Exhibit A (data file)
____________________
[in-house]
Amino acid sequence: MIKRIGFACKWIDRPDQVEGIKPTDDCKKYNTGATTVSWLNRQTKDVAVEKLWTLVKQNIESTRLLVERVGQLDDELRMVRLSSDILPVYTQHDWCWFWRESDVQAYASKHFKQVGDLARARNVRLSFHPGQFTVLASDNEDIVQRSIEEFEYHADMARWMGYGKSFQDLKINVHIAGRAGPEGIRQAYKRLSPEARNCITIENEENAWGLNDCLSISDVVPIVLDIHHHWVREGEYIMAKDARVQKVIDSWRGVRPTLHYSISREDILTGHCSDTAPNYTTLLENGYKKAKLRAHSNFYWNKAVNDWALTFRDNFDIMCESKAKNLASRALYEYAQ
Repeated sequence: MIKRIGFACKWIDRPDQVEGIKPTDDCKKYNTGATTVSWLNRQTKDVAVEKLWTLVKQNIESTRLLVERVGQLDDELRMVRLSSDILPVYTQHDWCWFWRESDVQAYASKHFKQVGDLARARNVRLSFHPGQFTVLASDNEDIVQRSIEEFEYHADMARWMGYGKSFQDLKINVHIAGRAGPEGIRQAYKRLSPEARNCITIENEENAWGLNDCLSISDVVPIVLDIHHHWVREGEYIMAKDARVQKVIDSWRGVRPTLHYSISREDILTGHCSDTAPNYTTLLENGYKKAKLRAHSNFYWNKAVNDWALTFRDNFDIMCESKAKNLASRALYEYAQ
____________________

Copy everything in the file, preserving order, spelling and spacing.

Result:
[in-house]
Amino acid sequence: MIKRIGFACKWIDRPDQVEGIKPTDDCKKYNTGATTVSWLNRQTKDVAVEKLWTLVKQNIESTRLLVERVGQLDDELRMVRLSSDILPVYTQHDWCWFWRESDVQAYASKHFKQVGDLARARNVRLSFHPGQFTVLASDNEDIVQRSIEEFEYHADMARWMGYGKSFQDLKINVHIAGRAGPEGIRQAYKRLSPEARNCITIENEENAWGLNDCLSISDVVPIVLDIHHHWVREGEYIMAKDARVQKVIDSWRGVRPTLHYSISREDILTGHCSDTAPNYTTLLENGYKKAKLRAHSNFYWNKAVNDWALTFRDNFDIMCESKAKNLASRALYEYAQ
Repeated sequence: MIKRIGFACKWIDRPDQVEGIKPTDDCKKYNTGATTVSWLNRQTKDVAVEKLWTLVKQNIESTRLLVERVGQLDDELRMVRLSSDILPVYTQHDWCWFWRESDVQAYASKHFKQVGDLARARNVRLSFHPGQFTVLASDNEDIVQRSIEEFEYHADMARWMGYGKSFQDLKINVHIAGRAGPEGIRQAYKRLSPEARNCITIENEENAWGLNDCLSISDVVPIVLDIHHHWVREGEYIMAKDARVQKVIDSWRGVRPTLHYSISREDILTGHCSDTAPNYTTLLENGYKKAKLRAHSNFYWNKAVNDWALTFRDNFDIMCESKAKNLASRALYEYAQ